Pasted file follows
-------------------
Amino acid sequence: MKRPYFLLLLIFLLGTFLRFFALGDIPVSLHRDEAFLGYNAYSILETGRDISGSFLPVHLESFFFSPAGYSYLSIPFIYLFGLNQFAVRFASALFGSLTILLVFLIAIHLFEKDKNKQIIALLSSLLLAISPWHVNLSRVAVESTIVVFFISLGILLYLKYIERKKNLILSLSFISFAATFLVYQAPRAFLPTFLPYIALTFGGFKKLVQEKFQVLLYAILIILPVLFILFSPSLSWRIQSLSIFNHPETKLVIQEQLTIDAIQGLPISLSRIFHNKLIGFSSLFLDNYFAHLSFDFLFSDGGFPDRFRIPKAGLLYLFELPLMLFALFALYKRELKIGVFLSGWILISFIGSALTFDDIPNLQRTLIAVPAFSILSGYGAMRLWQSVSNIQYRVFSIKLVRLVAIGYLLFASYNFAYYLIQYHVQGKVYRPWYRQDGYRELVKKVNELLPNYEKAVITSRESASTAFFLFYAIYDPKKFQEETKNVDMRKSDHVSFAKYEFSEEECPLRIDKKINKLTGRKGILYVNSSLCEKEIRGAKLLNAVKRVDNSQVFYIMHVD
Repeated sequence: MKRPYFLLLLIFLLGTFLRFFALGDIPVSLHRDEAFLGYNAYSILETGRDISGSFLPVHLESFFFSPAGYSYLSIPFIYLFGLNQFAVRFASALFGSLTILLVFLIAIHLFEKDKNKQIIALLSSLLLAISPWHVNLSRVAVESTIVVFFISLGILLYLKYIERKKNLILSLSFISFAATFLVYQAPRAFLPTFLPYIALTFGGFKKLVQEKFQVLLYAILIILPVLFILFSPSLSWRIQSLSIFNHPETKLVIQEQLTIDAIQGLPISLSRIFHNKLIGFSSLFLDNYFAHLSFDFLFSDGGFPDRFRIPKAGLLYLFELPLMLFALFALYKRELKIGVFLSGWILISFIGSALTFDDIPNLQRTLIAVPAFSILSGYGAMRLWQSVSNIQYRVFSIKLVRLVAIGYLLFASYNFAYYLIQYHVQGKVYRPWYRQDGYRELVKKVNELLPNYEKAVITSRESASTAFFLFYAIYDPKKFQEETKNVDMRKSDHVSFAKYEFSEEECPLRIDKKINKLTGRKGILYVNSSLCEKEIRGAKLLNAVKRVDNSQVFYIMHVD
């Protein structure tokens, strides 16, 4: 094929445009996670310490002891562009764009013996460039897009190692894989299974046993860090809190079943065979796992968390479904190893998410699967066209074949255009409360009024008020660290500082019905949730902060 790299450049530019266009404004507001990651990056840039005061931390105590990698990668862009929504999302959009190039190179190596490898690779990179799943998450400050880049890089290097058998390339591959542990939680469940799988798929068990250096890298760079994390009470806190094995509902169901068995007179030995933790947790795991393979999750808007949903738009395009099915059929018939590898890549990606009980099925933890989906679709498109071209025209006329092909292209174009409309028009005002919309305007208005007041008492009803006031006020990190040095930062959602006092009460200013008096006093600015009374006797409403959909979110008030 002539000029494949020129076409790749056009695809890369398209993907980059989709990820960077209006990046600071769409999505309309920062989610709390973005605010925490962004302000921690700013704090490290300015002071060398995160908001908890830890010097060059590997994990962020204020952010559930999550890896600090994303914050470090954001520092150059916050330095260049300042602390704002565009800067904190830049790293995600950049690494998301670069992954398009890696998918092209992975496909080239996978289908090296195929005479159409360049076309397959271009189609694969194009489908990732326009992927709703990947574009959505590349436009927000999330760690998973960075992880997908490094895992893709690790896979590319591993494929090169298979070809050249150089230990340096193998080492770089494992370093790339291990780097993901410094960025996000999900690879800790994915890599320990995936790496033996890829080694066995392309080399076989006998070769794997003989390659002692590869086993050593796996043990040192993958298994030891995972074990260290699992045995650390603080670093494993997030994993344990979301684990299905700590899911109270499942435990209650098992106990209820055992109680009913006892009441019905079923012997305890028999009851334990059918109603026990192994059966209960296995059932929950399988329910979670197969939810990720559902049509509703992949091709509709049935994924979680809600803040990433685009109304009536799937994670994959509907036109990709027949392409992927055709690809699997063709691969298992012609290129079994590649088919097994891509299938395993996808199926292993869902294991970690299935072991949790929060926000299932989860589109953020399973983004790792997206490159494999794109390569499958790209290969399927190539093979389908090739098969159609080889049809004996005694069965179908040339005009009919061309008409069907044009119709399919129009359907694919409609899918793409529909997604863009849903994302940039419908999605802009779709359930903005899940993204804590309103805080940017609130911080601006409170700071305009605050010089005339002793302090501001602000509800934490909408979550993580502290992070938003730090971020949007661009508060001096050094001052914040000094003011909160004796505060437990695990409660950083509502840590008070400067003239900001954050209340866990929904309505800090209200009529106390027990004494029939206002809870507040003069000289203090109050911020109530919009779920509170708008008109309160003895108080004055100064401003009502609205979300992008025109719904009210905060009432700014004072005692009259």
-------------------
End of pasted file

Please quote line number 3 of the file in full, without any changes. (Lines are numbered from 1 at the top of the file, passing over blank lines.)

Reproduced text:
């Protein structure tokens, strides 16, 4: 094929445009996670310490002891562009764009013996460039897009190692894989299974046993860090809190079943065979796992968390479904190893998410699967066209074949255009409360009024008020660290500082019905949730902060 790299450049530019266009404004507001990651990056840039005061931390105590990698990668862009929504999302959009190039190179190596490898690779990179799943998450400050880049890089290097058998390339591959542990939680469940799988798929068990250096890298760079994390009470806190094995509902169901068995007179030995933790947790795991393979999750808007949903738009395009099915059929018939590898890549990606009980099925933890989906679709498109071209025209006329092909292209174009409309028009005002919309305007208005007041008492009803006031006020990190040095930062959602006092009460200013008096006093600015009374006797409403959909979110008030 002539000029494949020129076409790749056009695809890369398209993907980059989709990820960077209006990046600071769409999505309309920062989610709390973005605010925490962004302000921690700013704090490290300015002071060398995160908001908890830890010097060059590997994990962020204020952010559930999550890896600090994303914050470090954001520092150059916050330095260049300042602390704002565009800067904190830049790293995600950049690494998301670069992954398009890696998918092209992975496909080239996978289908090296195929005479159409360049076309397959271009189609694969194009489908990732326009992927709703990947574009959505590349436009927000999330760690998973960075992880997908490094895992893709690790896979590319591993494929090169298979070809050249150089230990340096193998080492770089494992370093790339291990780097993901410094960025996000999900690879800790994915890599320990995936790496033996890829080694066995392309080399076989006998070769794997003989390659002692590869086993050593796996043990040192993958298994030891995972074990260290699992045995650390603080670093494993997030994993344990979301684990299905700590899911109270499942435990209650098992106990209820055992109680009913006892009441019905079923012997305890028999009851334990059918109603026990192994059966209960296995059932929950399988329910979670197969939810990720559902049509509703992949091709509709049935994924979680809600803040990433685009109304009536799937994670994959509907036109990709027949392409992927055709690809699997063709691969298992012609290129079994590649088919097994891509299938395993996808199926292993869902294991970690299935072991949790929060926000299932989860589109953020399973983004790792997206490159494999794109390569499958790209290969399927190539093979389908090739098969159609080889049809004996005694069965179908040339005009009919061309008409069907044009119709399919129009359907694919409609899918793409529909997604863009849903994302940039419908999605802009779709359930903005899940993204804590309103805080940017609130911080601006409170700071305009605050010089005339002793302090501001602000509800934490909408979550993580502290992070938003730090971020949007661009508060001096050094001052914040000094003011909160004796505060437990695990409660950083509502840590008070400067003239900001954050209340866990929904309505800090209200009529106390027990004494029939206002809870507040003069000289203090109050911020109530919009779920509170708008008109309160003895108080004055100064401003009502609205979300992008025109719904009210905060009432700014004072005692009259």